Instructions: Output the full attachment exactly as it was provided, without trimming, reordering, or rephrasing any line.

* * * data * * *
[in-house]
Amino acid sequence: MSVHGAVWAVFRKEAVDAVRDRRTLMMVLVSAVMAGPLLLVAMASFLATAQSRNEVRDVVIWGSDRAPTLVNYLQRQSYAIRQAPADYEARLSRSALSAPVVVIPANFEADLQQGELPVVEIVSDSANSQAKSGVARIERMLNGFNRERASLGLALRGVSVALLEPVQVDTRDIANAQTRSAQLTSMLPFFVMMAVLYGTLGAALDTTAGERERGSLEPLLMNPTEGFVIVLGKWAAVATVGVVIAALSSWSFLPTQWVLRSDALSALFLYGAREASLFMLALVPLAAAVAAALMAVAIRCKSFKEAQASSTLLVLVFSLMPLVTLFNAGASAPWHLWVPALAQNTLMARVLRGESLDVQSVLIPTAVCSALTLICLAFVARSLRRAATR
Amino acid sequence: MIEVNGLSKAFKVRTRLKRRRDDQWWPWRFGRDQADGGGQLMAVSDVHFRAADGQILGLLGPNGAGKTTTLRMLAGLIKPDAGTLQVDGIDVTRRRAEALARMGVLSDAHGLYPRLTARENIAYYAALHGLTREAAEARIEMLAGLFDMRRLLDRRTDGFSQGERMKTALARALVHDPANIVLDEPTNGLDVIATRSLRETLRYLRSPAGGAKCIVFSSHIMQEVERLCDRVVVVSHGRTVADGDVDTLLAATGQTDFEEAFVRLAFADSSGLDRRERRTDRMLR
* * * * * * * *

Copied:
[in-house]
Amino acid sequence: MSVHGAVWAVFRKEAVDAVRDRRTLMMVLVSAVMAGPLLLVAMASFLATAQSRNEVRDVVIWGSDRAPTLVNYLQRQSYAIRQAPADYEARLSRSALSAPVVVIPANFEADLQQGELPVVEIVSDSANSQAKSGVARIERMLNGFNRERASLGLALRGVSVALLEPVQVDTRDIANAQTRSAQLTSMLPFFVMMAVLYGTLGAALDTTAGERERGSLEPLLMNPTEGFVIVLGKWAAVATVGVVIAALSSWSFLPTQWVLRSDALSALFLYGAREASLFMLALVPLAAAVAAALMAVAIRCKSFKEAQASSTLLVLVFSLMPLVTLFNAGASAPWHLWVPALAQNTLMARVLRGESLDVQSVLIPTAVCSALTLICLAFVARSLRRAATR
Amino acid sequence: MIEVNGLSKAFKVRTRLKRRRDDQWWPWRFGRDQADGGGQLMAVSDVHFRAADGQILGLLGPNGAGKTTTLRMLAGLIKPDAGTLQVDGIDVTRRRAEALARMGVLSDAHGLYPRLTARENIAYYAALHGLTREAAEARIEMLAGLFDMRRLLDRRTDGFSQGERMKTALARALVHDPANIVLDEPTNGLDVIATRSLRETLRYLRSPAGGAKCIVFSSHIMQEVERLCDRVVVVSHGRTVADGDVDTLLAATGQTDFEEAFVRLAFADSSGLDRRERRTDRMLR